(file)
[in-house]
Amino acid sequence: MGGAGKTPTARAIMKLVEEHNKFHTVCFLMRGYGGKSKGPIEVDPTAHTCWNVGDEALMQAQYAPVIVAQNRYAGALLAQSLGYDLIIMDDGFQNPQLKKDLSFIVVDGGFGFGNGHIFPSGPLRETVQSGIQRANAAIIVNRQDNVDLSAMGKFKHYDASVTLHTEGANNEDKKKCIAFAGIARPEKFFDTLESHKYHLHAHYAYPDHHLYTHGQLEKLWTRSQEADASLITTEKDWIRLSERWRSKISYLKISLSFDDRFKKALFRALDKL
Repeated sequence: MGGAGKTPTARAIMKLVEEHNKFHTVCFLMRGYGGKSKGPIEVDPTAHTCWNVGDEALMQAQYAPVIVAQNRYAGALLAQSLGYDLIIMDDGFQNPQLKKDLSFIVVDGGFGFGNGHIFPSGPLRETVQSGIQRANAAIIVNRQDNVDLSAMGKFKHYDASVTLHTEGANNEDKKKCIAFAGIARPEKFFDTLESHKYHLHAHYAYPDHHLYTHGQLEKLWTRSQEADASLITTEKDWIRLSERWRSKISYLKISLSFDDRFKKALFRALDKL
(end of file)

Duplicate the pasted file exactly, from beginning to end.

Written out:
[in-house]
Amino acid sequence: MGGAGKTPTARAIMKLVEEHNKFHTVCFLMRGYGGKSKGPIEVDPTAHTCWNVGDEALMQAQYAPVIVAQNRYAGALLAQSLGYDLIIMDDGFQNPQLKKDLSFIVVDGGFGFGNGHIFPSGPLRETVQSGIQRANAAIIVNRQDNVDLSAMGKFKHYDASVTLHTEGANNEDKKKCIAFAGIARPEKFFDTLESHKYHLHAHYAYPDHHLYTHGQLEKLWTRSQEADASLITTEKDWIRLSERWRSKISYLKISLSFDDRFKKALFRALDKL
Repeated sequence: MGGAGKTPTARAIMKLVEEHNKFHTVCFLMRGYGGKSKGPIEVDPTAHTCWNVGDEALMQAQYAPVIVAQNRYAGALLAQSLGYDLIIMDDGFQNPQLKKDLSFIVVDGGFGFGNGHIFPSGPLRETVQSGIQRANAAIIVNRQDNVDLSAMGKFKHYDASVTLHTEGANNEDKKKCIAFAGIARPEKFFDTLESHKYHLHAHYAYPDHHLYTHGQLEKLWTRSQEADASLITTEKDWIRLSERWRSKISYLKISLSFDDRFKKALFRALDKL